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Flash mob "Let's look at you at 21"

A flash mob called "Let's see you at 21" has recently become widespread on social media, where users share photos of themselves from their youth. The trend started with American Damian Ruff, who posted a photo of himself drinking beer with his mother at the age of 21 (the legal drinking age in the US).

This week, social media platforms are buzzing with nostalgic snapshots of individuals revisiting their days of youth. All this agitation started as part of the flash mob entitled “Let’s see you at 21”. 

No, it’s not about so-called russia or the “beautiful times” of the soviet era, as some people may think. It’s a global trend that has already garnered about 3.6 million shares, triggered by Damian Ruff from Arizona, USA. 

Ruff posted a photo on Instagram, capturing a moment where he’s drinking beer with his mother, the very picture that she had sent him. It marked their first drink together, as he had reached the legal drinking age of 21 in the US.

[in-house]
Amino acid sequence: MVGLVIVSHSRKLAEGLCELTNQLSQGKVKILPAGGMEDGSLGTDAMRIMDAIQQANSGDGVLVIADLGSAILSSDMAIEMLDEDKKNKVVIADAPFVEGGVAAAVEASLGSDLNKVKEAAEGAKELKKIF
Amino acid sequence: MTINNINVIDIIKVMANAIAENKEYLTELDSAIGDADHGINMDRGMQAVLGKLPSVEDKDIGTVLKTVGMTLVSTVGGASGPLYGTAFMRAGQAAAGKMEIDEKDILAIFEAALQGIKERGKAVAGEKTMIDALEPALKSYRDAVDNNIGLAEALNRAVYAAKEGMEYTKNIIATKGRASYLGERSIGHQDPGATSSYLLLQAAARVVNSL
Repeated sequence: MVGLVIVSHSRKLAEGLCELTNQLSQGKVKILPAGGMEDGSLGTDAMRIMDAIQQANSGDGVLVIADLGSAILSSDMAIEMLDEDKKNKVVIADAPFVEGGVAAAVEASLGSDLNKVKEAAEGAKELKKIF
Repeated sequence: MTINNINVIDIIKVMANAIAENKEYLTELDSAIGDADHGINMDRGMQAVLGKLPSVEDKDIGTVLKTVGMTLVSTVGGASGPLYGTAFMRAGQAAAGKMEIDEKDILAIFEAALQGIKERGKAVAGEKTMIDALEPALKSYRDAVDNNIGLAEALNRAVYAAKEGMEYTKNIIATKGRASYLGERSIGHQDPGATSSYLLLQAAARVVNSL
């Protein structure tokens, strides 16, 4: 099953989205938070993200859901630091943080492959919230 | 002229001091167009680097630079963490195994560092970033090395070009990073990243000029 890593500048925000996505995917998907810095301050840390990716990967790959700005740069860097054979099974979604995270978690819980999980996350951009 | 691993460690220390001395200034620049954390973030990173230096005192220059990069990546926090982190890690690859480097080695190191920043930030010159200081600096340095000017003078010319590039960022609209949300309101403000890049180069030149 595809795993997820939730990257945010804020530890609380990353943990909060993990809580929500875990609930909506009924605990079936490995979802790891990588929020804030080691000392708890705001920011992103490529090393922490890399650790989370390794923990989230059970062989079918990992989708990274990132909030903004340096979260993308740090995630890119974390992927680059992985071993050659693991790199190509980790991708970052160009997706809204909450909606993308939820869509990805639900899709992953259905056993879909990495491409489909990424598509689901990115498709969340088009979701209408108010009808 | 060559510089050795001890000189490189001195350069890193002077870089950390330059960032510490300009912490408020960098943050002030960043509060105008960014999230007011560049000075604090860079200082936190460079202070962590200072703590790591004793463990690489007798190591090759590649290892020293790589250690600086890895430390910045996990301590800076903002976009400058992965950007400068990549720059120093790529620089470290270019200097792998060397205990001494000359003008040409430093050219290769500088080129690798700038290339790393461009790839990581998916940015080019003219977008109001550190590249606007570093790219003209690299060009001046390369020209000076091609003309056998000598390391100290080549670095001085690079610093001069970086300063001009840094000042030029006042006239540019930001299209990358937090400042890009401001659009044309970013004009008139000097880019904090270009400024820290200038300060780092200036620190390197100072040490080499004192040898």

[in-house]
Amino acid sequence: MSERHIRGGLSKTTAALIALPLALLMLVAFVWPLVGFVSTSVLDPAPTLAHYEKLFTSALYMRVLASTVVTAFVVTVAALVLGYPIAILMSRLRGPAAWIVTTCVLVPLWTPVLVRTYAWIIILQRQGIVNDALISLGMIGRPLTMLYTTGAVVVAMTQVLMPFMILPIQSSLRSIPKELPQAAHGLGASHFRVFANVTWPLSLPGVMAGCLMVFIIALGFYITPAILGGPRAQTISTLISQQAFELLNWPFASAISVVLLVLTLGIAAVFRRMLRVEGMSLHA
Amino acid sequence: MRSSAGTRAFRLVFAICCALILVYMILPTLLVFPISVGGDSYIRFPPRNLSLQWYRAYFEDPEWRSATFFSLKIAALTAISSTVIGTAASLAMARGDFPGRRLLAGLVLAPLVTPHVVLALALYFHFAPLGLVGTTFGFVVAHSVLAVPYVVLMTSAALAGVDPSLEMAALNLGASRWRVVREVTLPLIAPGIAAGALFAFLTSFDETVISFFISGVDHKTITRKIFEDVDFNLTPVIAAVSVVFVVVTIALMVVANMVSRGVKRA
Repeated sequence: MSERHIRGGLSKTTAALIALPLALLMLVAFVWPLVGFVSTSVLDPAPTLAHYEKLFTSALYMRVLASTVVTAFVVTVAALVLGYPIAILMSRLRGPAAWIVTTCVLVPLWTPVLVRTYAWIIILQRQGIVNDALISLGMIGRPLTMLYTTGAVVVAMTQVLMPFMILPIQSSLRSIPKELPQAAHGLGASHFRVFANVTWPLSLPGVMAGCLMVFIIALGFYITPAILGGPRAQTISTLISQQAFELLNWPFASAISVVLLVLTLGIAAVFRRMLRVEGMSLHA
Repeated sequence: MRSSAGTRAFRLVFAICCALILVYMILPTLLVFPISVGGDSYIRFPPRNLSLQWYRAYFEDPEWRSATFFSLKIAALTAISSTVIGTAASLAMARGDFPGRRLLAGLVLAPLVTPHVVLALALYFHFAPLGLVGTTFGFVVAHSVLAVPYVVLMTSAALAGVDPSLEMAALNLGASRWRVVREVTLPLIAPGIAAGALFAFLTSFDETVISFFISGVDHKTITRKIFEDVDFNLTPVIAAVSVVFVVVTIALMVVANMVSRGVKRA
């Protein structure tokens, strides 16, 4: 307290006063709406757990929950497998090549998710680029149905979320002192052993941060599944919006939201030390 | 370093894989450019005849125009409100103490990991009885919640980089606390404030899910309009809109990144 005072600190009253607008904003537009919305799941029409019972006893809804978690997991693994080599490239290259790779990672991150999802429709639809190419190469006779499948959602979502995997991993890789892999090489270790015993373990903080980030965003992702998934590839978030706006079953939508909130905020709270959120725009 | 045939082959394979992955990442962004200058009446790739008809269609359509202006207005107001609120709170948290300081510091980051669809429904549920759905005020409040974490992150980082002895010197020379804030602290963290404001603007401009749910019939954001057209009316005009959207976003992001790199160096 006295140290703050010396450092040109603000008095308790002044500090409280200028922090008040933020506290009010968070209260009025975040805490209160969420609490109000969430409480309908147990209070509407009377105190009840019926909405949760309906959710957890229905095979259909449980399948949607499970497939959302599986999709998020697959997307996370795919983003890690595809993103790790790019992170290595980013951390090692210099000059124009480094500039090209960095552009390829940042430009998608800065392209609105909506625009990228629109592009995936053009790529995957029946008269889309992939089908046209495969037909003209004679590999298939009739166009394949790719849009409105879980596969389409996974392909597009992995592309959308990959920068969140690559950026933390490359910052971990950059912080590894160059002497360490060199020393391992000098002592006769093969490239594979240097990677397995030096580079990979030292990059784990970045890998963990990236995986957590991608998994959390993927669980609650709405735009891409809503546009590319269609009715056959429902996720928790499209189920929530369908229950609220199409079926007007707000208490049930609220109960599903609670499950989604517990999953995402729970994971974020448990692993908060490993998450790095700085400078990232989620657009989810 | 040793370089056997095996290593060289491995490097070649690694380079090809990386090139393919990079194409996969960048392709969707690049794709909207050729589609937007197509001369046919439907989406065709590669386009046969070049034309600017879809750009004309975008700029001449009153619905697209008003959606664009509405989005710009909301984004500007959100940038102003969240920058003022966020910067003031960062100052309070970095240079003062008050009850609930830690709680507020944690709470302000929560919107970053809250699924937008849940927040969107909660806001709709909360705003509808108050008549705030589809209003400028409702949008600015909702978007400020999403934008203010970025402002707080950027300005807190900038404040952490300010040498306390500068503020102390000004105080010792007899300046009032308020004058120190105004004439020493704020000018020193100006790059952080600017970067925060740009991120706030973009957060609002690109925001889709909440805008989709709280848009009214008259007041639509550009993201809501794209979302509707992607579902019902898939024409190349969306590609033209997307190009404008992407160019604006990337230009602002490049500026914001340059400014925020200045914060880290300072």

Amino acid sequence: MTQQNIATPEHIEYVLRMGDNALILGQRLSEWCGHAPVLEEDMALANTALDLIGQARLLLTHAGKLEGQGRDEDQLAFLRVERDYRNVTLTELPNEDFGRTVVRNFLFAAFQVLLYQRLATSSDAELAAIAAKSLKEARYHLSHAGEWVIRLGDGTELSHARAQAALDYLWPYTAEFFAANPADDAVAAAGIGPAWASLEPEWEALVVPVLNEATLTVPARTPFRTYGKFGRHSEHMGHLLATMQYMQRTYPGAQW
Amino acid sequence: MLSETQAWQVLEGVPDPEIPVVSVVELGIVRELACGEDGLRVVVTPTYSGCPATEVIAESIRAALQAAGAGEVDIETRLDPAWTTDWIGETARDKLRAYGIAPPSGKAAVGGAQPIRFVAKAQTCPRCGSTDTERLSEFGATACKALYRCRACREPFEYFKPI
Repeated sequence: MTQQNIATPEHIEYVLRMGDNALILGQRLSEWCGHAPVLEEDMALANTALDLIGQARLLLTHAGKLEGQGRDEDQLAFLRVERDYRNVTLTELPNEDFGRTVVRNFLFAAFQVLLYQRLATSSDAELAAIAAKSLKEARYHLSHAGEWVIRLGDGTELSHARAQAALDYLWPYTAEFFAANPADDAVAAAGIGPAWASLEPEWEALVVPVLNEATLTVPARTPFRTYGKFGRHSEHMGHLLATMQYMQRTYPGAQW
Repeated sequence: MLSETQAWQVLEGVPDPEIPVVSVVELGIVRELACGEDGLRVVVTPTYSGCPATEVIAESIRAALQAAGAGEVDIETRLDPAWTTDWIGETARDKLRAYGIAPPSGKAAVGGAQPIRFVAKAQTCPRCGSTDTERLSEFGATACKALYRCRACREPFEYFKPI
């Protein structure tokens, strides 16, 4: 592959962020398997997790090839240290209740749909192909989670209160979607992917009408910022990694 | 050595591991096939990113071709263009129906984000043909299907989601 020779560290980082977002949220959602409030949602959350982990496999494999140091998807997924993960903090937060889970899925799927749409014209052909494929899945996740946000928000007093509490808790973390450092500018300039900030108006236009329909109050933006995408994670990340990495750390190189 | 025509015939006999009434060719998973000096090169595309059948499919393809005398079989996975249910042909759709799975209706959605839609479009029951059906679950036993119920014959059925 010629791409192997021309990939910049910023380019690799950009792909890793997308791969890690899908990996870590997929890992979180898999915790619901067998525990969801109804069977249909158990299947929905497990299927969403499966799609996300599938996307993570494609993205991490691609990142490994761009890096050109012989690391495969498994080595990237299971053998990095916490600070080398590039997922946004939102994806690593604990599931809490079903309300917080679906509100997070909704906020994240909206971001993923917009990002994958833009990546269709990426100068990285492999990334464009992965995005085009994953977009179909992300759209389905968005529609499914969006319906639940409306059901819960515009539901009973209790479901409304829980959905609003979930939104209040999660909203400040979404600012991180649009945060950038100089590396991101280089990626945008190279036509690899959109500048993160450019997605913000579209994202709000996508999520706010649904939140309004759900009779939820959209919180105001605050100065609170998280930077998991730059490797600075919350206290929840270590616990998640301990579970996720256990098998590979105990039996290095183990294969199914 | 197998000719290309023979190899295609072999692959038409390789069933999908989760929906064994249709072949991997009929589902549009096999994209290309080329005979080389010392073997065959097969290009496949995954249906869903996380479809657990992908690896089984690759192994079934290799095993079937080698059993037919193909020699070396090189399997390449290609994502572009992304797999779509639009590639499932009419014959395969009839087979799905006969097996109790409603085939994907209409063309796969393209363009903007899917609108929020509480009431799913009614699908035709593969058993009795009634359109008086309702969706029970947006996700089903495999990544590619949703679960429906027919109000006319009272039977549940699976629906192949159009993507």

“Not much has changed, except for the grey hair. I see this man and think: ‘You’re still a child, and you don’t understand anything,’” Ruff told the NYT. 

Ruff created a shareable story template, a feature that Instagram implemented in 2021. His initial post made way for a wave of user contributions, eventually growing into over a million narratives.

But, it’s well-known that Instagram stories vanish after 24 hours. Therefore, it’s no surprise that once Ruff’s photo disappeared, subsequent stories on the theme couldn’t link back to it. Hence, the thread can no longer be found (originating on Instagram on January 23, it migrated to Facebook later). 

However, Ruff did share a screenshot of an NYT article about this trend. 

“The number of people who have been messaging me and adding me on Instagram from all over the world has been overwhelming,” Ruff shared in the interview. 

A significant portion of participants in the flash mob are millennials, born between 1981 and 1996, a generation whose 21st birthdays coincided with the advent of mobile cameras, recording every moment of their lives.

For Generation X, born between the 1960s and 1980s, digitized photos from their 21st birthdays are less common, making it more difficult to exchange and disseminate. 

As for Generation Z, born from the late 1990s to the early 21st century, many have yet to turn 21, but those who have, need only look through their digital archives for their photos.

Incidentally, this flash mob has nothing to do with Facebook’s birthday celebration. The platform is 20 years old, not 21, and the flash mob originated on Instagram small logo


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Halyna Dolynna
Halyna Dolynna
editor of the English texts
01 / 01